It's also the historic center of Radnor, but no ordinances protect it as such.
....O'Neill's plan seeks four zoning variances to allow residential construction in a light commercial district that is also in the creek's flood zone.
Designs call for elevating the condos above the waterline, but critics said pollution from up to 40 cars parked underneath would be unacceptable.
Ted Pollard, a coalition steering committee member said the anti-O'Neill group formed in reaction, but he hopes this is just a beginning.
As president of the Radnor Historical Society, Pollard envisions a day when the township will "have a historical preservation group that serves as a watchdog for the whole area," he said. That way, as development plans come along seen as threatening, neighbors "don't have to reinvent the wheel."
....A zoning hearing board meeting for mid-February was postponed 60 days. O'Neill's company is said to be planning a stakeholders meeting on March 13.
It is for neighbors only, and the Save Ithan Coalition was not invited, Pollard said.
....From the sidelines, another developer, Tim Mahoney of Ardmore voiced concern.
"I don't understand why a shuttered gas station, sitting for 6-7 years is better than something that is alive and vibrant," Mahoney said. "All I hear is preservation, preservation ... I don't know what this fear is over change and progress."
....Mahoney speculated pollution controls could handle runoff and many uses would be better than nothing.
"That whole stretch has always been commercial," Mahoney said. He said that if something were built under current regulations, traffic might not be any less than from a 20-unit condo.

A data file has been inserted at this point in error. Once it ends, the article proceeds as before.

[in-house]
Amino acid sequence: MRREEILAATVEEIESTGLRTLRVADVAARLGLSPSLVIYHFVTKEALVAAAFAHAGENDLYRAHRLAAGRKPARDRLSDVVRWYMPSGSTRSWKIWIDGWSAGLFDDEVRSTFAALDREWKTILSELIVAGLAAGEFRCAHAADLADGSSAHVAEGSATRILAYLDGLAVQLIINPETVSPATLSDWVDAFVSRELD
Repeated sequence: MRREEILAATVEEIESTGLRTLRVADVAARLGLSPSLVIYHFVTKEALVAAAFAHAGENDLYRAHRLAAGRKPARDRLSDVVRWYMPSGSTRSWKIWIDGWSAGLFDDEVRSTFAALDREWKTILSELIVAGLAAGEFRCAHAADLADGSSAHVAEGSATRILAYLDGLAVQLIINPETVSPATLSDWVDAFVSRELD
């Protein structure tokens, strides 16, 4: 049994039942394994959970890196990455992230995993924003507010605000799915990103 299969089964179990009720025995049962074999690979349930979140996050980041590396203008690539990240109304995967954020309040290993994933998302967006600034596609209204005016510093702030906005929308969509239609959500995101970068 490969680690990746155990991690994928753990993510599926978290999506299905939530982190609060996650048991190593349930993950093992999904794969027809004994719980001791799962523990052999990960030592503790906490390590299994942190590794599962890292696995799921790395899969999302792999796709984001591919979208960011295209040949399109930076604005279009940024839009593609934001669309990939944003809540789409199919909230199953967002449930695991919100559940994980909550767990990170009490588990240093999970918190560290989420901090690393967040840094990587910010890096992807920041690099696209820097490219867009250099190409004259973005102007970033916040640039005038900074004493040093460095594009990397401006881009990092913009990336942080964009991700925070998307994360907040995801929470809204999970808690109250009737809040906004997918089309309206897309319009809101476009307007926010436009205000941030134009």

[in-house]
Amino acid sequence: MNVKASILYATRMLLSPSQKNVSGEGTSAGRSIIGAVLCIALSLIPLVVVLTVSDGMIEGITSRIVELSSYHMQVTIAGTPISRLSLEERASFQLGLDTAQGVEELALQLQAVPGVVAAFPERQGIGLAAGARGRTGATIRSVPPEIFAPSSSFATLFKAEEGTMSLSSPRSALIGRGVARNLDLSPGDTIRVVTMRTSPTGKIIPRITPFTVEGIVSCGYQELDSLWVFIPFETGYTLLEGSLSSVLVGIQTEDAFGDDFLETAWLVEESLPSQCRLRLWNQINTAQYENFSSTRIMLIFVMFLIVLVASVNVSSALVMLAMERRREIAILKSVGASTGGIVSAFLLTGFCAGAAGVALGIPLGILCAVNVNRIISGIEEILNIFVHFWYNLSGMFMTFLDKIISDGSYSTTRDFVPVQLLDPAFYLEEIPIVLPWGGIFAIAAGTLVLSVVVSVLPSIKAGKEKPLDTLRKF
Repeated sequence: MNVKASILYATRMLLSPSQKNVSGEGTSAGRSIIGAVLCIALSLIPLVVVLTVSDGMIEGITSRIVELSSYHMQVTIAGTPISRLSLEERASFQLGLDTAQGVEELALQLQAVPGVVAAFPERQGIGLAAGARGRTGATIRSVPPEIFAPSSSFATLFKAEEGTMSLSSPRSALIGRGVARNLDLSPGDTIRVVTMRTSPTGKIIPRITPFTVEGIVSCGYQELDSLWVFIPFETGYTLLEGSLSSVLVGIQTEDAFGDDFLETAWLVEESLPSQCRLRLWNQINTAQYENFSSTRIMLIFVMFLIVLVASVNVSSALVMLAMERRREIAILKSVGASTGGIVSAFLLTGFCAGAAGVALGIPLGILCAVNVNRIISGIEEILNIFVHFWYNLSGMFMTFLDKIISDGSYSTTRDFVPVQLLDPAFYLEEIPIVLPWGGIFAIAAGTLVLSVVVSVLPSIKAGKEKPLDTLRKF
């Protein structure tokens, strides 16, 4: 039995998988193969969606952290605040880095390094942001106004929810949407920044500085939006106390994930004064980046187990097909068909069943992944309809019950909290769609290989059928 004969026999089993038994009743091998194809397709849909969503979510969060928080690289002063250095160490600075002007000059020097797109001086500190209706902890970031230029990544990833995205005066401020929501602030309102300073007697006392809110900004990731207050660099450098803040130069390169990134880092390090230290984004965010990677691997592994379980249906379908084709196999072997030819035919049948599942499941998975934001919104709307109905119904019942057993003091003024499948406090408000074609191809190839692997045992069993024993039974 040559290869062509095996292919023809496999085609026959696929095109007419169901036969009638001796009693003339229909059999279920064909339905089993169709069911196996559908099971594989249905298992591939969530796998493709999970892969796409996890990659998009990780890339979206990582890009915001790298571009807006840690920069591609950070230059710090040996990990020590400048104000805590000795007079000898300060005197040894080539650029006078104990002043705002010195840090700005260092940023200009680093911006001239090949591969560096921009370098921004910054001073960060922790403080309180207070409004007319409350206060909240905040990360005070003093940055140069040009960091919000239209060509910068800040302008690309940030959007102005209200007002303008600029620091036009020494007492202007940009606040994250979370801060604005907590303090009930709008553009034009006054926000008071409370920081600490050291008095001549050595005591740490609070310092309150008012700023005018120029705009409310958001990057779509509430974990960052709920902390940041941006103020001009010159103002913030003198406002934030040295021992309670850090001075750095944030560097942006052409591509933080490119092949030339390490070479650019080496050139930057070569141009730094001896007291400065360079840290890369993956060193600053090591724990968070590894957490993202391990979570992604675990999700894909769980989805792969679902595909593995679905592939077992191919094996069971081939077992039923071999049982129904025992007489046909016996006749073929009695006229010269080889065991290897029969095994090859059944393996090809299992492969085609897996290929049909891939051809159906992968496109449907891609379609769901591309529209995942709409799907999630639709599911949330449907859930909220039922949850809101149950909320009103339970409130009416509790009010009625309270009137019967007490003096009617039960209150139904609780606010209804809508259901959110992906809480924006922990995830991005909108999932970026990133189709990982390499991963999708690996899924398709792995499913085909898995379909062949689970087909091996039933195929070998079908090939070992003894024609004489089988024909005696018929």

Mahoney also said property values might increase and voiced frustration with groups with finely developed sensibilities ready to pounce on perceived problems, but able to offer few viable solutions.
"It's like the old joke," he said. "What's the definition of a Sierra Club Member? The answer is the guy who already has his place in the mountains."
Mahoney said despite accusations in Ardmore to the contrary, he does care for the future of Main Line communities.
....Somehow compromise has to happen, and there ought to be less finger pointing, Mahoney said....For now however, activists see a struggle, according to Maya K. Van Rossum. As the spokesperson for the Delaware Riverkeeper Network, a nonprofit that advocates the health of that river's watershed, her concern is first ecological.
Van Rossum said Ithan Creek is a tributary to Tinicum Creek and ultimately the Delaware River....But often developers, she said, "just want to line their back pockets."
"They have an obligation to reach out to the community first," she said. "That has absolutely not happened in any way, shape or form."
Van Rossum spoke of both the O'Neill proposal, and a smaller project tentatively being discussed in the same area by neighboring Farley Homes, LLC.
It seems certain personal offenses are adding fuel to the debate.
"It's not an innocent person who bought this property and now finds his hands tied,"....In response, Brian O'Neill said accusations that he wants to hurt the neighborhood are not true.